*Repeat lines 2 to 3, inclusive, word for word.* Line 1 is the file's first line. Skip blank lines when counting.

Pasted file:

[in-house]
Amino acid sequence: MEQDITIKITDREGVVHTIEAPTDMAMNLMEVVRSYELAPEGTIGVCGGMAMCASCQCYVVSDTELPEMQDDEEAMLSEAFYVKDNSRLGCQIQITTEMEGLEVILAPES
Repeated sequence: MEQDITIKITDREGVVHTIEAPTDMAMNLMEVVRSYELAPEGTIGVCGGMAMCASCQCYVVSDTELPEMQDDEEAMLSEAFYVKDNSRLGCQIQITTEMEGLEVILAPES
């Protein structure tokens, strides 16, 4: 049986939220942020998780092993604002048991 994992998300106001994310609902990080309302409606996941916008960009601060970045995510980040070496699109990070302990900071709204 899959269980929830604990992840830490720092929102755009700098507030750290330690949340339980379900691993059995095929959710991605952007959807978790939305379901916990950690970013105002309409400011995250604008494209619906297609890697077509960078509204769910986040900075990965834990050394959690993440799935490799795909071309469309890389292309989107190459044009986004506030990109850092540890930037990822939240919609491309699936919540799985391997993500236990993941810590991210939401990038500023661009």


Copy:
Amino acid sequence: MEQDITIKITDREGVVHTIEAPTDMAMNLMEVVRSYELAPEGTIGVCGGMAMCASCQCYVVSDTELPEMQDDEEAMLSEAFYVKDNSRLGCQIQITTEMEGLEVILAPES
Repeated sequence: MEQDITIKITDREGVVHTIEAPTDMAMNLMEVVRSYELAPEGTIGVCGGMAMCASCQCYVVSDTELPEMQDDEEAMLSEAFYVKDNSRLGCQIQITTEMEGLEVILAPES